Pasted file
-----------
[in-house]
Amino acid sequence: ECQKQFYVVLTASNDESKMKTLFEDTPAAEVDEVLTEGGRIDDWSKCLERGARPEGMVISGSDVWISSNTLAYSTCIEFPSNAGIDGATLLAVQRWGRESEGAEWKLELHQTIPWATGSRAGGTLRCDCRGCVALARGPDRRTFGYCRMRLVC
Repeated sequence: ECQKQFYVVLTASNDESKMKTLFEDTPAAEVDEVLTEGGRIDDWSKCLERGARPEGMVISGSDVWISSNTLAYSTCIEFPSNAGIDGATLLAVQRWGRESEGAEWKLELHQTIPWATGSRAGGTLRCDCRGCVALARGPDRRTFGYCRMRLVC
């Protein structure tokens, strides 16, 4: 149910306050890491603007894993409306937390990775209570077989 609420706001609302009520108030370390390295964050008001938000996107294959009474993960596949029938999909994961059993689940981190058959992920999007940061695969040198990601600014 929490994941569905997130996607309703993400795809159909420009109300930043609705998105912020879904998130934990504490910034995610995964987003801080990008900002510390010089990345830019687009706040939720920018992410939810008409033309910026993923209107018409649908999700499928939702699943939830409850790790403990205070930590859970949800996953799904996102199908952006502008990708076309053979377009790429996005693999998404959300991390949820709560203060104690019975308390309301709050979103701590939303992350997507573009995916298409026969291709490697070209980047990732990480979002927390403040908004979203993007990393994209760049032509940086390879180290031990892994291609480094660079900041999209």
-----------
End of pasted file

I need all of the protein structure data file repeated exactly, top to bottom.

[in-house]
Amino acid sequence: ECQKQFYVVLTASNDESKMKTLFEDTPAAEVDEVLTEGGRIDDWSKCLERGARPEGMVISGSDVWISSNTLAYSTCIEFPSNAGIDGATLLAVQRWGRESEGAEWKLELHQTIPWATGSRAGGTLRCDCRGCVALARGPDRRTFGYCRMRLVC
Repeated sequence: ECQKQFYVVLTASNDESKMKTLFEDTPAAEVDEVLTEGGRIDDWSKCLERGARPEGMVISGSDVWISSNTLAYSTCIEFPSNAGIDGATLLAVQRWGRESEGAEWKLELHQTIPWATGSRAGGTLRCDCRGCVALARGPDRRTFGYCRMRLVC
């Protein structure tokens, strides 16, 4: 149910306050890491603007894993409306937390990775209570077989 609420706001609302009520108030370390390295964050008001938000996107294959009474993960596949029938999909994961059993689940981190058959992920999007940061695969040198990601600014 929490994941569905997130996607309703993400795809159909420009109300930043609705998105912020879904998130934990504490910034995610995964987003801080990008900002510390010089990345830019687009706040939720920018992410939810008409033309910026993923209107018409649908999700499928939702699943939830409850790790403990205070930590859970949800996953799904996102199908952006502008990708076309053979377009790429996005693999998404959300991390949820709560203060104690019975308390309301709050979103701590939303992350997507573009995916298409026969291709490697070209980047990732990480979002927390403040908004979203993007990393994209760049032509940086390879180290031990892994291609480094660079900041999209």